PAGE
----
Not surprisingly in this tough trading climate, the Sale has become more commonplace.

The number of retailers doing this by default, as opposed to by design, has grown and this reflects just how difficult trading has become. This is particularly a feature of fashion markets. When demand is weak and stock doesn’t move, managements will often feel they have no other option. But do unplanned Sales really work?

The answer is sometimes, and to some extent. First, the Sale is often just a zero-sum game that may deliver a very short-term gain for the first movers, but how much more product is actually shifted?

The other downside is the risk of damaging a brand. A retail model based on a promotional strategy will have built-in economics to accommodate reductions and an ongoing communications programme designed to manage customer expectations accordingly.

The default-driven promotional strategy is likely to erode margins by encouraging customers to buy only on markdown. Weaning shoppers off a diet of frequent Sales is extremely difficult.

As summer gives way to autumn and the run-up to Christmas, the number and frequency of Sales will not be just a key barometer of retail health, it will also start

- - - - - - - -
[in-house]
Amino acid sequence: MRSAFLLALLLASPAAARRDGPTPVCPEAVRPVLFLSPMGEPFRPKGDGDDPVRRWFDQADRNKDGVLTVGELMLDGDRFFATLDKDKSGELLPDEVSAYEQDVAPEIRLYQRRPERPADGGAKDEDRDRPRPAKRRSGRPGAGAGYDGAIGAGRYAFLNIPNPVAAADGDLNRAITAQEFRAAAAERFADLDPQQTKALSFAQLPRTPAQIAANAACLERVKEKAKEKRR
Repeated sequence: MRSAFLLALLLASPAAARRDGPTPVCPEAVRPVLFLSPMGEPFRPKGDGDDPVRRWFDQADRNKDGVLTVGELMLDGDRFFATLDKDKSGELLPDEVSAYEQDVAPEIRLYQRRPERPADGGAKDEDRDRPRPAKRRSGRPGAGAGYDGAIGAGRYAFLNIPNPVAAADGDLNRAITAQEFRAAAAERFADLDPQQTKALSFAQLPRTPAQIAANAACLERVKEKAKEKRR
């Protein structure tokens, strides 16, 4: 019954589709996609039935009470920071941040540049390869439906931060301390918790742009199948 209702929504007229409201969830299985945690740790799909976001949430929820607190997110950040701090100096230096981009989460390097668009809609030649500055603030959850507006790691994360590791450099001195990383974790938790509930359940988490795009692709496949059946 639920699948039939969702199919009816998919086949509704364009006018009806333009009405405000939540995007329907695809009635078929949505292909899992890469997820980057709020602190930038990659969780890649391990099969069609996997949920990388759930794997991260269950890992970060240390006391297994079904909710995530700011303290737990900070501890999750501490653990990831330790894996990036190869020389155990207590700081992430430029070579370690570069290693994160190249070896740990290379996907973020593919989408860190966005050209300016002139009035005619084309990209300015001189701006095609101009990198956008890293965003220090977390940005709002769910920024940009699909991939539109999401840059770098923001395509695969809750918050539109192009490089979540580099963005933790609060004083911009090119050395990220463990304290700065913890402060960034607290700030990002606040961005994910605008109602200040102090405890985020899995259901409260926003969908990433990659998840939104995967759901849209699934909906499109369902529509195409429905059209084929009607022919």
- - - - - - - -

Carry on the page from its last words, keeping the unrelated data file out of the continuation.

to shed some light on the key issue of selling price inflation and the fallout from the adjustment in the value of sterling.

The question is: to what extent will the consumer buy higher-priced fashion after nearly 10 years of progressive reductions in prices? Clearly, raising prices is one thing – shifting sufficient product at those higher prices may well be another.

Pricing is clearly going to be a much bigger issue than has been the case for many years. The strength of sterling allowed retailers to buy product at lower prices. Some of the benefit drove profit growth and some was passed on to customers in the shape of lower prices.

This created a virtuous circle – lower prices driving progressively higher sales volumes with more items bought each year over the period. This golden age of highly favourable market dynamics has come to end.

Product is costing more from suppliers, partly for exchange rate reasons but also reflecting growing inflation in hitherto very cheap Far Eastern economies. In this trading climate few retailers are in a position to add more value in order to make price increases seem more acceptable. However, there does appear to be a widely held view in the trade that reasonably chunky selling price rises can be passed on to customers.

To what extent will retailers be able to protect their margins in the future? It’s still early days in the trade’s attempt to reintroduce selling price inflation but the number, extent and frequency of Sales over the next four months or so will give a very good indication of whether the customer is wearing it.

  • Richard Hyman strategic retail adviser to Deloitte